ON THE ROAD TO SAMARKAND
CLAVIJO´S EMBASSY TO TAMERLANE
Luis Francisco Martínez Montes
Registan Square in Samarkand.
In his classic study of Western diplomacy in the Renaissance, the American historian Garret Mattingly describes the Spanish diplomatic service in the XVI and early XVII centuries “as the most impressive in Europe”. The rise to prominence which accompanied the discovery of America in 1492 and the growing influence of the Spanish Monarchy over much of the European continent explained the necessity of creating and maintaining a large and efficient network of resident ambassadors. However, that flourishing of diplomatic prowess at the beginning of the Modern Era did not emerge from a vacuum. For more than eight centuries, since the Arab invasion in 711 A.C., Christian and Islamic kingdoms had alternatively coexisted and fought on the Iberian Peninsula.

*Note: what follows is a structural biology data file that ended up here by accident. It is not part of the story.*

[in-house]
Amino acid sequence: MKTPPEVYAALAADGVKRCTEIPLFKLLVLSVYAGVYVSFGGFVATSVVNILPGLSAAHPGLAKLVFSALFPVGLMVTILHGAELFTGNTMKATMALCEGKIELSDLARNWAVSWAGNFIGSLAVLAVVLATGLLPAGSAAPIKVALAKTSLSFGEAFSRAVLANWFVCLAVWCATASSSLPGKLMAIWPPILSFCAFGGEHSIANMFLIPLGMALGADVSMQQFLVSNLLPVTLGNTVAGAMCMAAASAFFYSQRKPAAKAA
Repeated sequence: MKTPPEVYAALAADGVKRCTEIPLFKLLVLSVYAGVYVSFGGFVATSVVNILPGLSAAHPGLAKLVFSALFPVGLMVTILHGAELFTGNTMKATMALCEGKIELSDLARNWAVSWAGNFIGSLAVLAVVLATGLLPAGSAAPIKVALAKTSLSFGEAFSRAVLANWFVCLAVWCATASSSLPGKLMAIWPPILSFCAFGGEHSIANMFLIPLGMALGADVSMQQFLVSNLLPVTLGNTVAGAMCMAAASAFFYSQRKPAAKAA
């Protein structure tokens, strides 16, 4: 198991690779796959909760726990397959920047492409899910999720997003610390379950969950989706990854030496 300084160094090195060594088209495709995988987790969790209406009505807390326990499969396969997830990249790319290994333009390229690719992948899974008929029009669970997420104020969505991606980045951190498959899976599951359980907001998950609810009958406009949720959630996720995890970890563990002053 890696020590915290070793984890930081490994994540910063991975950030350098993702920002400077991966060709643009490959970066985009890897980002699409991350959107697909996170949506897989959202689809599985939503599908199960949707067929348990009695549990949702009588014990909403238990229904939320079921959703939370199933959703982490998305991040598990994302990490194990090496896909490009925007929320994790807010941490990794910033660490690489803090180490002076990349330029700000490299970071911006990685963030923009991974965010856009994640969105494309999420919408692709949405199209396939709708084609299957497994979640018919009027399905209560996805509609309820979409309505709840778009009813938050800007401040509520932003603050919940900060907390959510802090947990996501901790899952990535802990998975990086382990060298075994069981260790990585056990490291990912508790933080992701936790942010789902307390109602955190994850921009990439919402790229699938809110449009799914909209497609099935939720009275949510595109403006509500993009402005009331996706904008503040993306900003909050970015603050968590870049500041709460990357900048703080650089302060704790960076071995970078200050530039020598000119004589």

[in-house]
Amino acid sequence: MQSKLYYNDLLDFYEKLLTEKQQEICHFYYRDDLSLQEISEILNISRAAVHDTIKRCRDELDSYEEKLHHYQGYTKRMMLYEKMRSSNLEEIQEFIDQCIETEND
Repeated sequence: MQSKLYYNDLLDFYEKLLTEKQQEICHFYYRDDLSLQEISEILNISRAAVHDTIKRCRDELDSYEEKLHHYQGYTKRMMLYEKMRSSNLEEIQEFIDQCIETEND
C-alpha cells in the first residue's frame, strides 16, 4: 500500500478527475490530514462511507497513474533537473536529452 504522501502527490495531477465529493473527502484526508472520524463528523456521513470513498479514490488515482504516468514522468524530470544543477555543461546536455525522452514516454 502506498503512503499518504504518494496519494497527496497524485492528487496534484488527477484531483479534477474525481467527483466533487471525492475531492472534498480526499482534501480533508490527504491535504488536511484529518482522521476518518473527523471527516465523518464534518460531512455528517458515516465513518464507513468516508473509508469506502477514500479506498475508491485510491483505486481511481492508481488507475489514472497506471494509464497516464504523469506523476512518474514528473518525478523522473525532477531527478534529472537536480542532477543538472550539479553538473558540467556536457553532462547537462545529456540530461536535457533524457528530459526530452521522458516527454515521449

As it was later the case in a divided Italian polity, Spain’s fragmented political landscape had made it essential the development of customs, norms and institutions aimed at permitting a regular dialogue between conflicting cultural and political units.
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